Being a good person

Buddha exhorted : Be a good person, but don’t waste time to prove it.

If you think about it, this is great wisdom indeed. More popular poster art puts it a trifle differently : There is no limit to the amount of good that you can do : if you don’t mind who gets the credit.

Nobody stops you from being good, doing the right things, leaving the world a better place than we found it. However, today unfortunately we want to play to the gallery. We will do good if others will acknowledge me. We want to be admired and recognized. And get the same approbation that little Jack Horner wanted in his corner: he wanted it to end as ” What a good boy am I” . But when there is no credit, no public applause, no labels and stickers and bands for celebration : less people are ready to come forward to do good. Sad but true!

Of course there are exceptions, and those we must recognize and celebrate. Stories of an old Gujrati couple who donated their lifelong saving of over a crore of rupees for soldiers’ welfare. A rickshaw puller in Tamil Nadu who donates enough to start a library in the college in his village. Such examples gladden the cockles of one’s heart. And I want to write about some even more simple examples.

My father had a transferable job and during his 40 years’ career we must have changed 10 to 12 locations/houses. Shifting house did not have the support which today’s moves have. There were no packers and movers whom you could call. We had to ask the local grocery shop and offices for cartons. Each plate and piece of crockery was individually wrapped in newspaper by family members themselves. Shifting were great days, as for a week your kitchen was closed and you were being invited for breakfast, lunch and dinner at friends’ and neighbors’ houses. On the last day, the truckers came with some unskilled help and moved all the packages you had packed into the truck and took off.

On all these occasions, I remember my mother used to ensure that one broom was not packed. It was kept separately. And after all packages and furniture was removed, she would personally sweep the empty house. Idea was the empty house should appear clean and fresh for the new incumbent. What an attitude! What a learning that left on our impressionable minds!! Clean behind you. Do not ever leave a mess. Think of the next person who is yet to appear. What if we all practiced this simple learning in all that we do in our lives. I am sure the world would be a far far better place to live in.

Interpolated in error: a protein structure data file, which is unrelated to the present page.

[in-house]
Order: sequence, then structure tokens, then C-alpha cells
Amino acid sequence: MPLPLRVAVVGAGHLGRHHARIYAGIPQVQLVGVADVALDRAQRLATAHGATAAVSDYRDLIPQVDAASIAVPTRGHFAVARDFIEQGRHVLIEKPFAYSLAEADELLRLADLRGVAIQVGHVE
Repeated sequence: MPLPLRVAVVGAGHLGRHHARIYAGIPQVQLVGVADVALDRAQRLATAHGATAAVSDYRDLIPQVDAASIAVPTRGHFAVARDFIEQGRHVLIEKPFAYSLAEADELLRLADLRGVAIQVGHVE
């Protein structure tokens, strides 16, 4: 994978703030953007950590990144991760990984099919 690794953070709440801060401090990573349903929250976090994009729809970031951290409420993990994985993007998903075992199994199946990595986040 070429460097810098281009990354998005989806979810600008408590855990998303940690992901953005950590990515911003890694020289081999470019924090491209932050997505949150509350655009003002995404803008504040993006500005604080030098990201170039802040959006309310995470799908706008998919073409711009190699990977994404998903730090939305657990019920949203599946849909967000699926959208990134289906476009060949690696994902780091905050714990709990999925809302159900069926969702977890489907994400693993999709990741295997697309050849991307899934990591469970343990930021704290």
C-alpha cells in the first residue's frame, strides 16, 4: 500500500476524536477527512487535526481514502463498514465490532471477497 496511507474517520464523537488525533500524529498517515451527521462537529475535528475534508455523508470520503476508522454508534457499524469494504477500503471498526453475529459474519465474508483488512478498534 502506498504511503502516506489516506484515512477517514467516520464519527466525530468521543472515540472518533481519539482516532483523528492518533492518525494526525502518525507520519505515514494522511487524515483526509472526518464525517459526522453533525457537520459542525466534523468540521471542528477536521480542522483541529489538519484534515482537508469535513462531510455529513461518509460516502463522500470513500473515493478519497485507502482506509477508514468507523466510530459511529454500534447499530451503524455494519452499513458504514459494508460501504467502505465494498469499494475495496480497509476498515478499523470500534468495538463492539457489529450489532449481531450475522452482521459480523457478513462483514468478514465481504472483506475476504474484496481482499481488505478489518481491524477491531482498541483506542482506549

Sometimes, in some locations, our frugal furniture would be supplemented with office furniture. God help anyone of us who did not treat it with respect and deference that office furniture deserved. Cupboards had to be closed carefully. If there was a loud banging sound of the door closing, immediately we would be reprimanded; “Arre office ka hai. Thik se use karo” ” Don’t put your feet on the center table. Office ka hai.” “Apna nahi ki ki tum kaise bhi use karo”. Office ka hai, careful, careful, careful.

The very day our goods were transported, we ourselves would get on a train to go to our new destination. We would reach and stay in the Guest House as our stuff was still enroute. A new series of “dawats” and invitations would start. It was getting to know new colleagues and their families. And when the truck finally reached, the reverse process of unpacking would start. New school, new friends, new neighbors, new colleagues, new equations, new adjustments. One more cycle completed one more cycle begun. As soon as the house was set, it was a practice that my parents would invite all new colleagues and their families for lunches and dinners. It was not only the people who were moving, but also the people who were staying on, as now they are your new friends and family, your new support system.

It took a couple of cycles for us children to understand that what my parents were practicing is what is called “feed forward” in today’s management parlance. They intuitively knew and understood that all the lunches and dinners they had enjoyed before leaving say Kolhapur; had to “given back” in say Amravati. So when they left Amravati and went to Pune, the feed forward mechanism ensured that they were welcomed and made at home in Pune. Their reputation as nice human beings always preceded them. They did good and moved on. A la Buddha they did not waste any time in publicity or propagation. That happened automatically.

My father took it to an extreme. He believed that his hard earned money would never be lost or misappropriated. ” I have never done anything bad to anyone. So why will anyone do anything bad to me” was his life’s philosophy. And he had the courage to live that. Doing good without any expectation of returns, he only got good in return.

29th May was his birthday. If he was alive he would be 89 years old today. But whether we feel his physical presence around us or not, we can never be far from all that he taught us. We all try and practice as much as possible his basic teaching : Do good and leave the rest. Life will repay you.

Thank you Baba for helping us understand the power of being good: vikas